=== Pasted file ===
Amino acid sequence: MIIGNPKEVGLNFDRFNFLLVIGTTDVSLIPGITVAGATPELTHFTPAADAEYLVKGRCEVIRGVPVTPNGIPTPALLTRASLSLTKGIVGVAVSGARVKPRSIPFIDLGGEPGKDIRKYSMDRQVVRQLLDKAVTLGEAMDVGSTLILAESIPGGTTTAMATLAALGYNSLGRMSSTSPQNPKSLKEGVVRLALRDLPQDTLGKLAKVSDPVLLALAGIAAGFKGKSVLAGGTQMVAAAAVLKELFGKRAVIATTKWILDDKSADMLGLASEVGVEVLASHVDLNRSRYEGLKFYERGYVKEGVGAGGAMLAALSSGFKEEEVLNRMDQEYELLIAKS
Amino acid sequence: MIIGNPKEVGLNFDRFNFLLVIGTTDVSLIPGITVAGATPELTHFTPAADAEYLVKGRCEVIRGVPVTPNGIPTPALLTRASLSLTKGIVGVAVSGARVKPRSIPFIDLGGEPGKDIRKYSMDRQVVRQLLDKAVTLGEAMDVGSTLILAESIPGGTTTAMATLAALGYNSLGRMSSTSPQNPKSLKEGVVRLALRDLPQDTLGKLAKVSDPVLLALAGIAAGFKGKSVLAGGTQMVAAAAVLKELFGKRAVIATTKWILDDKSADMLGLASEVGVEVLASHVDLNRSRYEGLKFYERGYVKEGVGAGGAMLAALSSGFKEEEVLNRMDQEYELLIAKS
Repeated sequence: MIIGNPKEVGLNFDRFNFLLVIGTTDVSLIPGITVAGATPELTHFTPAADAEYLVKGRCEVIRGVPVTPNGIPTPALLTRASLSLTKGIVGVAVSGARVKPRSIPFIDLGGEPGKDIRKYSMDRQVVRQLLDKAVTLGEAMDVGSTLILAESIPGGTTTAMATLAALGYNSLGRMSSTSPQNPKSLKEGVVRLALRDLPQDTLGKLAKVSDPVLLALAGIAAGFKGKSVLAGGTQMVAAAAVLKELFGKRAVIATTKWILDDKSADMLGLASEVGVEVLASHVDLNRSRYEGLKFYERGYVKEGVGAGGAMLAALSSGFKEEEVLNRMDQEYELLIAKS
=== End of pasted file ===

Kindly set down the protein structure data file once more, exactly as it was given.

Amino acid sequence: MIIGNPKEVGLNFDRFNFLLVIGTTDVSLIPGITVAGATPELTHFTPAADAEYLVKGRCEVIRGVPVTPNGIPTPALLTRASLSLTKGIVGVAVSGARVKPRSIPFIDLGGEPGKDIRKYSMDRQVVRQLLDKAVTLGEAMDVGSTLILAESIPGGTTTAMATLAALGYNSLGRMSSTSPQNPKSLKEGVVRLALRDLPQDTLGKLAKVSDPVLLALAGIAAGFKGKSVLAGGTQMVAAAAVLKELFGKRAVIATTKWILDDKSADMLGLASEVGVEVLASHVDLNRSRYEGLKFYERGYVKEGVGAGGAMLAALSSGFKEEEVLNRMDQEYELLIAKS
Amino acid sequence: MIIGNPKEVGLNFDRFNFLLVIGTTDVSLIPGITVAGATPELTHFTPAADAEYLVKGRCEVIRGVPVTPNGIPTPALLTRASLSLTKGIVGVAVSGARVKPRSIPFIDLGGEPGKDIRKYSMDRQVVRQLLDKAVTLGEAMDVGSTLILAESIPGGTTTAMATLAALGYNSLGRMSSTSPQNPKSLKEGVVRLALRDLPQDTLGKLAKVSDPVLLALAGIAAGFKGKSVLAGGTQMVAAAAVLKELFGKRAVIATTKWILDDKSADMLGLASEVGVEVLASHVDLNRSRYEGLKFYERGYVKEGVGAGGAMLAALSSGFKEEEVLNRMDQEYELLIAKS
Repeated sequence: MIIGNPKEVGLNFDRFNFLLVIGTTDVSLIPGITVAGATPELTHFTPAADAEYLVKGRCEVIRGVPVTPNGIPTPALLTRASLSLTKGIVGVAVSGARVKPRSIPFIDLGGEPGKDIRKYSMDRQVVRQLLDKAVTLGEAMDVGSTLILAESIPGGTTTAMATLAALGYNSLGRMSSTSPQNPKSLKEGVVRLALRDLPQDTLGKLAKVSDPVLLALAGIAAGFKGKSVLAGGTQMVAAAAVLKELFGKRAVIATTKWILDDKSADMLGLASEVGVEVLASHVDLNRSRYEGLKFYERGYVKEGVGAGGAMLAALSSGFKEEEVLNRMDQEYELLIAKS